Not long after the commandant heads off in search of a rumoured river, his beautiful wife Honora falls ill with a sickness the doctor is unable to identify. And when Honora dies, it becomes clear she has been slowly poisoned.

Monsarrat and perceptive housekeeper Mrs Mulrooney feel suspicious as regards the motives…


Book cover of Papillon

Robert Louis DeMayo Author Of The Wayward Traveler: A young man searches the pre-internet world for meaning in this real-life, coming-of-age story.

From my list on travel for those who want to feel the road.

Why am I passionate about this?

The first time I left home, at 21, I ran out of money after three months, but I was so dead set on staying abroad that I pushed on. I ended up being gone for 18 months and traveled through 40 countries. Before I turned 30, I completed 10 six-month trips abroad, each with a long overland journey built-in, and hit close to 100 countries. Most of my travel was in the last decade before cell phones and the internet. I’ve been a member of The Explorers Club for twenty+ years and chair its Southwest Chapter.

Robert's book list on travel for those who want to feel the road

Robert Louis DeMayo Why did Robert love this book?

Maybe the best way to feel the road is through the eyes of someone deprived of his/her freedom. I’ve never been in a foreign prison, but I have sat in a few jails, and the prospects of long-term confinement always terrified me.

In the early 1930s, Henri Charriere was sentenced to life imprisonment in the brutal penal colony of French Guiana for a crime he didn’t commit.

In this memoir, I yearned for blue skies and open roads as I followed Henri’s desperate escape attempts and refusal to accept confinement. I’ve never wanted someone to get away so badly.

By Henri Charriere,

Why should I read it?

7 authors picked Papillon as one of their favorite books, and they share why you should read it.

What is this book about?

An immediate sensation upon its publication in 1969, Papillon is a vivid memoir of brutal penal colonies, daring prison breaks and heroic adventure on shark-infested seas.

Condemned for a murder he did not commit, Henri Charriere, nicknamed Papillon, was sent to the penal colony of French Guiana. Forty-two days after his arrival he made his first break for freedom, travelling a thousand gruelling miles in an open boat. He was recaptured and put into solitary confinement but his spirit remained untamed: over thirteen years he made nine incredible escapes, including from the notorious penal colony on Devil's Island.

This edition…


Book cover of The Secret River

Rebecca Hazell Author Of The Grip of God: Book One of The Tiger And The Dove

From my list on by women that sweep you to another time and place.

Why am I passionate about this?

I’ve loved fairytales, myths, and history since childhood. After graduating with honors in Russian and Chinese history, I’ve been researching and writing for decades. My work ranges from educational materials to award-winning nonfiction books for children on the theme of heroism. I’ve traveled the world, partly for research, but mostly out of a passion for discovery. My last nonfiction work was a book about women writers. I also penned a historical trilogy that started out as one book, plotted out when I was eighteen. It grew. And, returning full circle to my first loves, my most recent book for children is a traditional Buddhist tale from ancient India.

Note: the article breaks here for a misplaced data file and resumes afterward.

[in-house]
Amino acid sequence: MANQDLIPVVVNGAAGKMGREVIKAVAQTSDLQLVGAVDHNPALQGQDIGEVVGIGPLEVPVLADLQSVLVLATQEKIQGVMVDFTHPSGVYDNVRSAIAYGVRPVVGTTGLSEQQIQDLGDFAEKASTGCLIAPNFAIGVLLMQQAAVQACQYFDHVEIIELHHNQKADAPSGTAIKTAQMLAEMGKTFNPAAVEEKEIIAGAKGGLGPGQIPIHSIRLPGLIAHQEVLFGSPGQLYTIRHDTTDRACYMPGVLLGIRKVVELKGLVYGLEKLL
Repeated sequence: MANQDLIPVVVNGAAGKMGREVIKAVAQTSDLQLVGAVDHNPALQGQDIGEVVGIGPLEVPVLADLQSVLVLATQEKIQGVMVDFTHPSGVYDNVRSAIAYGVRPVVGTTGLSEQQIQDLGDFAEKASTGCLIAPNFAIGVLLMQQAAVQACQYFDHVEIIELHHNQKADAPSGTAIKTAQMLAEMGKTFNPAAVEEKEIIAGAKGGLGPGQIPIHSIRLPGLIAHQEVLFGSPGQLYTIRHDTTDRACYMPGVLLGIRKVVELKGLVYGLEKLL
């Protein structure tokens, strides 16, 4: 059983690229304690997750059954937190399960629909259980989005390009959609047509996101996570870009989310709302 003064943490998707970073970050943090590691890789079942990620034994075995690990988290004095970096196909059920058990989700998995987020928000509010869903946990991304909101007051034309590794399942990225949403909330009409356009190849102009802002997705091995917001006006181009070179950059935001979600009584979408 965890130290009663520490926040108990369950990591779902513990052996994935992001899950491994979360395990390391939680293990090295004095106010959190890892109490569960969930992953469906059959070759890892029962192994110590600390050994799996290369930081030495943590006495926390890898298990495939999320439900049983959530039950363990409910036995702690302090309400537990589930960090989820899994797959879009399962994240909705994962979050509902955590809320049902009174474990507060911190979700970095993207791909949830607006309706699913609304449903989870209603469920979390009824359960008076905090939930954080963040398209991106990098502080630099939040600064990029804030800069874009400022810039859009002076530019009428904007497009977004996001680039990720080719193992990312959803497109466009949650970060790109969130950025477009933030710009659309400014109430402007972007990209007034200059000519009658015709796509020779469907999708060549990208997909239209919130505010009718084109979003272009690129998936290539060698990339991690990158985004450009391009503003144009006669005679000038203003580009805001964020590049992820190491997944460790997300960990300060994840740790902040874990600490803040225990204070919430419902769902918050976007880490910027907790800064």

Rebecca's book list on by women that sweep you to another time and place

Rebecca Hazell Why did Rebecca love this book?

This book was my introduction to Australian literature. I loved its eloquent evocation of a world totally new and mysterious to its characters. Although I was vaguely familiar with Australia’s penal colony past and with the destruction wrought on Aboriginal lives and culture, this book brought it home. I deeply appreciated the way it took me into the minds of men and women, most of them well-meaning but ignorant, and showed me how they missed the point of where they were and how to thrive there. The tragedy of that ignorance resonates with me, since I see it all around the world. 

By Kate Grenville,

Why should I read it?

2 authors picked The Secret River as one of their favorite books, and they share why you should read it.

What is this book about?

SHORTLISTED FOR THE MAN BOOKER PRIZE
WINNER OF THE 2006 COMMONWEALTH WRITERS' PRIZE
LONGLISTED FOR THE IMPAC DUBLIN PRIZE

London, 1806. William Thornhill, happily wedded to his childhood sweetheart Sal, is a waterman on the River Thames. Life is tough but bearable until William makes a mistake, a bad mistake for which he and his family are made to pay dearly.

His sentence: to be transported to New South Wales for the term of his natural life. Soon Thornhill, a man no better or worse than most, has to make the most difficult decision of his life.


Book cover of 1788: The Brutal Truth of the First Fleet: The Biggest Single Overseas Migration the World Had Ever Seen

Victoria Twead Author Of Dear Fran, Love Dulcie: Life and Death in the Hills and Hollows of Bygone Australia

From my list on Australia (to read before you visit).

Why am I passionate about this?

I’m Victoria Twead, the New York Times bestselling author of Chickens, Mules and Two Old Fools and the Old Fools series. However, after living in a remote mountain village in Spain for eleven years, and owning probably the most dangerous cockerel in Europe, we migrated to Australia to watch our new granddaughters thrive amongst kangaroos and koalas. We love Australia, it is our home now. Another joyous life-chapter has begun.

Victoria's book list on Australia (to read before you visit)

Victoria Twead Why did Victoria love this book?